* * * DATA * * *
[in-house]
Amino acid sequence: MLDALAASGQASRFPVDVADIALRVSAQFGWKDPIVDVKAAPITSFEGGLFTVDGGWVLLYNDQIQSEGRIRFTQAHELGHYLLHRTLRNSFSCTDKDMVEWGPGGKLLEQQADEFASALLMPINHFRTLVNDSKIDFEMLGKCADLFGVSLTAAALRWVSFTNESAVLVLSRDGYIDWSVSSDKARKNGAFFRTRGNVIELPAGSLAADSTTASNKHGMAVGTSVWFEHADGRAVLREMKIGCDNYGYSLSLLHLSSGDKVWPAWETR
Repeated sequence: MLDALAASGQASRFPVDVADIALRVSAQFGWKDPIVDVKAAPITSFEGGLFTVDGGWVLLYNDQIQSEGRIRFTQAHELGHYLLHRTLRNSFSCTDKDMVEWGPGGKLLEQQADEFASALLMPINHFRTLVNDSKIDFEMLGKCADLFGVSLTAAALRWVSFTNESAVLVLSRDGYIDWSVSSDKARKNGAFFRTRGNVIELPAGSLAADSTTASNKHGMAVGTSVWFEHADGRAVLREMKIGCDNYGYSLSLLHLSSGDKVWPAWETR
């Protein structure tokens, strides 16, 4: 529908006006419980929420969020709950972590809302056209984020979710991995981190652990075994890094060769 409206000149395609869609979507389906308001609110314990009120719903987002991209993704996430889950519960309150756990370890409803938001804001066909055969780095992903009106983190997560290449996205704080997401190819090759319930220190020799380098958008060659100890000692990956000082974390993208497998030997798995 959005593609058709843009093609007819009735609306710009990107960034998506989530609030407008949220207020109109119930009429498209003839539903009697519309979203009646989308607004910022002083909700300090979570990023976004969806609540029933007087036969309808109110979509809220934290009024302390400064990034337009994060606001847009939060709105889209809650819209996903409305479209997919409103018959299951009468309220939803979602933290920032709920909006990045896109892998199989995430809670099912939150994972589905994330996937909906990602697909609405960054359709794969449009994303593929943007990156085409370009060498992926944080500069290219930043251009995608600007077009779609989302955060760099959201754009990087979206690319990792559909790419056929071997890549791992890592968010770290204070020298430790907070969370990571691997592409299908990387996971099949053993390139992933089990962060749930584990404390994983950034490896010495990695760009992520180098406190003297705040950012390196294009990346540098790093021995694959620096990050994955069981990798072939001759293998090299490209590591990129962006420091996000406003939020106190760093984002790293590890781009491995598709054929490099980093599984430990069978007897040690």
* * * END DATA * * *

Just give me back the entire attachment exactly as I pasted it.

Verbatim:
[in-house]
Amino acid sequence: MLDALAASGQASRFPVDVADIALRVSAQFGWKDPIVDVKAAPITSFEGGLFTVDGGWVLLYNDQIQSEGRIRFTQAHELGHYLLHRTLRNSFSCTDKDMVEWGPGGKLLEQQADEFASALLMPINHFRTLVNDSKIDFEMLGKCADLFGVSLTAAALRWVSFTNESAVLVLSRDGYIDWSVSSDKARKNGAFFRTRGNVIELPAGSLAADSTTASNKHGMAVGTSVWFEHADGRAVLREMKIGCDNYGYSLSLLHLSSGDKVWPAWETR
Repeated sequence: MLDALAASGQASRFPVDVADIALRVSAQFGWKDPIVDVKAAPITSFEGGLFTVDGGWVLLYNDQIQSEGRIRFTQAHELGHYLLHRTLRNSFSCTDKDMVEWGPGGKLLEQQADEFASALLMPINHFRTLVNDSKIDFEMLGKCADLFGVSLTAAALRWVSFTNESAVLVLSRDGYIDWSVSSDKARKNGAFFRTRGNVIELPAGSLAADSTTASNKHGMAVGTSVWFEHADGRAVLREMKIGCDNYGYSLSLLHLSSGDKVWPAWETR
């Protein structure tokens, strides 16, 4: 529908006006419980929420969020709950972590809302056209984020979710991995981190652990075994890094060769 409206000149395609869609979507389906308001609110314990009120719903987002991209993704996430889950519960309150756990370890409803938001804001066909055969780095992903009106983190997560290449996205704080997401190819090759319930220190020799380098958008060659100890000692990956000082974390993208497998030997798995 959005593609058709843009093609007819009735609306710009990107960034998506989530609030407008949220207020109109119930009429498209003839539903009697519309979203009646989308607004910022002083909700300090979570990023976004969806609540029933007087036969309808109110979509809220934290009024302390400064990034337009994060606001847009939060709105889209809650819209996903409305479209997919409103018959299951009468309220939803979602933290920032709920909006990045896109892998199989995430809670099912939150994972589905994330996937909906990602697909609405960054359709794969449009994303593929943007990156085409370009060498992926944080500069290219930043251009995608600007077009779609989302955060760099959201754009990087979206690319990792559909790419056929071997890549791992890592968010770290204070020298430790907070969370990571691997592409299908990387996971099949053993390139992933089990962060749930584990404390994983950034490896010495990695760009992520180098406190003297705040950012390196294009990346540098790093021995694959620096990050994955069981990798072939001759293998090299490209590591990129962006420091996000406003939020106190760093984002790293590890781009491995598709054929490099980093599984430990069978007897040690």